Detroiter starts nonprofit A Girl Like Me to help other teen moms

Founder Tyra Moore says she wants to help others in the situation she found herself in when she was just 14

click to enlarge Tyra Moore. - Courtesy photo
Courtesy photo
Tyra Moore.

Tyra Moore remembers all too well what it was like to be pregnant at 14.

At first, she tried to ignore the pregnancy signs and symptoms, but months later, she couldn’t deny the feeling any longer, and began to feel small kicks in her stomach. During that time, Moore had only told two people her secret — her unborn child’s father and her best friend.

“I was scared and nervous,” explains Moore. “My mom was just talking to me about a friend at church who was pregnant and all along, I was pregnant too. I didn’t know what I was going to do.”

Moore didn’t have much time to think of a plan. She gave birth to her daughter Samari on May 25, 2007, the same week her mother found out.

Right after delivery, Moore says that she had to grow up fast in order to raise her little girl.

“Being a teen mom was very hard. I missed out on so much when it came to high school activities such as prom,” says Moore. “I was 14 with a baby. I was ashamed of myself, thinking suicidal thoughts because the closest people to me were telling me my life was over and I was always going to be a failure, not doing regular things teens my age could do.”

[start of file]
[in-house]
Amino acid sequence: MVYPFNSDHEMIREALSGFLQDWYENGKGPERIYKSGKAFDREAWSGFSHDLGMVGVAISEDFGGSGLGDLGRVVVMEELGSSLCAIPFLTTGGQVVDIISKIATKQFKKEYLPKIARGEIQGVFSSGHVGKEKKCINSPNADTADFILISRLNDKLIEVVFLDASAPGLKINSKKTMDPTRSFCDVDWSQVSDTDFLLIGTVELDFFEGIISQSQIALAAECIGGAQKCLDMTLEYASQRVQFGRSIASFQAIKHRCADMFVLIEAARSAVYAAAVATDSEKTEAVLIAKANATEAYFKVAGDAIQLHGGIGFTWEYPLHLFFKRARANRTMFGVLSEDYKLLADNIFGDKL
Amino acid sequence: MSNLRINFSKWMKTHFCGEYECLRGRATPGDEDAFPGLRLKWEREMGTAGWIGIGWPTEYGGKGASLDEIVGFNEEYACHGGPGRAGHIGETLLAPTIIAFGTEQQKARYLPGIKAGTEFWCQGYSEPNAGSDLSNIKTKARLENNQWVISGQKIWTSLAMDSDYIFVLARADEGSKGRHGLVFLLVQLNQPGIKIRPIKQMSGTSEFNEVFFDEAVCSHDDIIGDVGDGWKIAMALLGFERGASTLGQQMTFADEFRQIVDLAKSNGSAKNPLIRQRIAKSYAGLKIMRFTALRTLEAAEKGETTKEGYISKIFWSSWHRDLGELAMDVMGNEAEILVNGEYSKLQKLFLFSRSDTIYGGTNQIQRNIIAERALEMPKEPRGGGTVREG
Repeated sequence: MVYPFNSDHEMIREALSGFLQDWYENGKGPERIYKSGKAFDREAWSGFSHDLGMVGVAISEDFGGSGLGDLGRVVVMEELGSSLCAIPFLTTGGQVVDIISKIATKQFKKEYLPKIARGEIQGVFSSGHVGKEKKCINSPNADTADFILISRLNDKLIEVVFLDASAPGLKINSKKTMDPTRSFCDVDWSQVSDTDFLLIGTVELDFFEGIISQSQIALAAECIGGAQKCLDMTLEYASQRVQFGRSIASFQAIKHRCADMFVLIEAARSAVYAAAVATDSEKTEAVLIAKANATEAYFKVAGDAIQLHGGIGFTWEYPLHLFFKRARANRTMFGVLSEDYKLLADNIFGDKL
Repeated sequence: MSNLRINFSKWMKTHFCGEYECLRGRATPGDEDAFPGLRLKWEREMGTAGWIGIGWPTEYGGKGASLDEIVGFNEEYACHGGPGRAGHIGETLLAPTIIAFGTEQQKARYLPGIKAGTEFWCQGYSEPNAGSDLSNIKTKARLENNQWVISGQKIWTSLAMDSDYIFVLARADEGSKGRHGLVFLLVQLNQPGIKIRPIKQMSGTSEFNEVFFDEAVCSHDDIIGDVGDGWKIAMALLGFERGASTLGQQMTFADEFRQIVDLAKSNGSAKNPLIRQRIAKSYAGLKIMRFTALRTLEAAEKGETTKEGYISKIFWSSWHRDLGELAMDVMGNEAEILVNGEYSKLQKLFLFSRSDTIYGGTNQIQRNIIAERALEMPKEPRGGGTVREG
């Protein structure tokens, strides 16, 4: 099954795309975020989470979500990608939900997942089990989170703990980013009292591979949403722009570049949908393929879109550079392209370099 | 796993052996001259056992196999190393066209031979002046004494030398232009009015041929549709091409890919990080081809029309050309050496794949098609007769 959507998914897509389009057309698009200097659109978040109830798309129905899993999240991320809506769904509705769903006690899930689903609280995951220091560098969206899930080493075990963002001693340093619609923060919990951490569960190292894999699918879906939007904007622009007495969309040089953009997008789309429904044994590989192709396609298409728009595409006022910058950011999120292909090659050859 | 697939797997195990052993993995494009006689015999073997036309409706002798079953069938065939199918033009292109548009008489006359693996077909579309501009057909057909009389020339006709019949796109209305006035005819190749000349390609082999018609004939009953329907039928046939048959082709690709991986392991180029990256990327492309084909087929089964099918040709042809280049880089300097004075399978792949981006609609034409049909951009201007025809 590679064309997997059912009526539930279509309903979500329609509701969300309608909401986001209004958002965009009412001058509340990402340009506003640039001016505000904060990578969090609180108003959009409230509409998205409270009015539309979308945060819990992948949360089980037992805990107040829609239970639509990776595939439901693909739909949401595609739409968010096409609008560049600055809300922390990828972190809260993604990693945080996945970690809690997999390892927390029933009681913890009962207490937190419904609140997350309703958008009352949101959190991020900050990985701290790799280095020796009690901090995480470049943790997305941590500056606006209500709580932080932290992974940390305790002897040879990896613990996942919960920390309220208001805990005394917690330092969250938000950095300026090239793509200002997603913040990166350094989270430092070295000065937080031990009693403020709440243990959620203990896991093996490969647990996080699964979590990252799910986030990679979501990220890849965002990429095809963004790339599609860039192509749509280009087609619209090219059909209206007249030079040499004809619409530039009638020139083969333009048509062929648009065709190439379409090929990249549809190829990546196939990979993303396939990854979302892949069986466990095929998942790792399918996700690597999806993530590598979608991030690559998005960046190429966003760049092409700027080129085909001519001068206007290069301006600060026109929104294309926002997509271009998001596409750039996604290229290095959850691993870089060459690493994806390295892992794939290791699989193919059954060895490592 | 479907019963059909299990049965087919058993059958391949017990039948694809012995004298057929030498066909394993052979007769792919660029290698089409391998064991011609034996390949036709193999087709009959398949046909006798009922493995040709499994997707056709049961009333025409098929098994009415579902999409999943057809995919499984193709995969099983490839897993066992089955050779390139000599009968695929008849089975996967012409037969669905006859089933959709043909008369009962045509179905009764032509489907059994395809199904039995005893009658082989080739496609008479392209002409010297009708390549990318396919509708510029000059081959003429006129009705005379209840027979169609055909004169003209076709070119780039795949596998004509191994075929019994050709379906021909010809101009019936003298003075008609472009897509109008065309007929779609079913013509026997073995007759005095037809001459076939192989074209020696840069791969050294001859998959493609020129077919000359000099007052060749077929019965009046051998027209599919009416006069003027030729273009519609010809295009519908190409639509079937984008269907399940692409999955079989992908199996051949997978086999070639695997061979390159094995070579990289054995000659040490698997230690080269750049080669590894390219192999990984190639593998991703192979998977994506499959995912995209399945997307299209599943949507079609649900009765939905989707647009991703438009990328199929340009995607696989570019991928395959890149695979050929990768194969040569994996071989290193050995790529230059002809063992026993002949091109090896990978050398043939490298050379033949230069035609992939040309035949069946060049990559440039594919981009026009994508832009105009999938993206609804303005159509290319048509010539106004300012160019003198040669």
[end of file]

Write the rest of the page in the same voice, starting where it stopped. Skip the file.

Raising a child as a child was difficult, she says.

“I was not able to properly provide for my child on my own,” she says. “I couldn’t finish high school with my friends. But most of all I missed out on my teen years, because I had to grow up to make sure my kid was well taken care of and had everything she needed.”

But Moore didn’t struggle alone. She says her community worked together to help her provide for her newborn baby.

“My village all came together for me,” she says. “I had everything you could think of to raise a baby. I don’t even remember buying diapers for a long time. Even though I was a teen, my mom would buy them.”

From that moment, Moore made a promise to herself that she would pay it all forward. “One day me and my husband were driving, and I was just closing my eyes, vibing during one of our drives, and it came to me: ‘A Girl Like Me,’” Moore says. “I wanted to help Girls Like Me.”

At that moment, the former teen mom got the idea to create a safe space to help other girls and teens. “I wanted to help them with understanding their bodies, family-friend relationships, their mental health, and how self-care matters, life skills, and more,” she says.

Her nonprofit organization A Girl Like Me Inc. helps young mothers between the ages of 11 to 25. The program provides free diapers, wipes, baby formula, personal hygiene kits, and food, along with new and gently used baby items, clothing, and shoes. It also provides resources and a mentoring program from girls between the ages of 11 to 17.

“For the teen moms, the organization will help by providing them with necessities to take care of themselves and their babies,” she explains. “The group will help them to stay in school by providing resources, and finding reliable childcare to help them get jobs and not give up on their life.”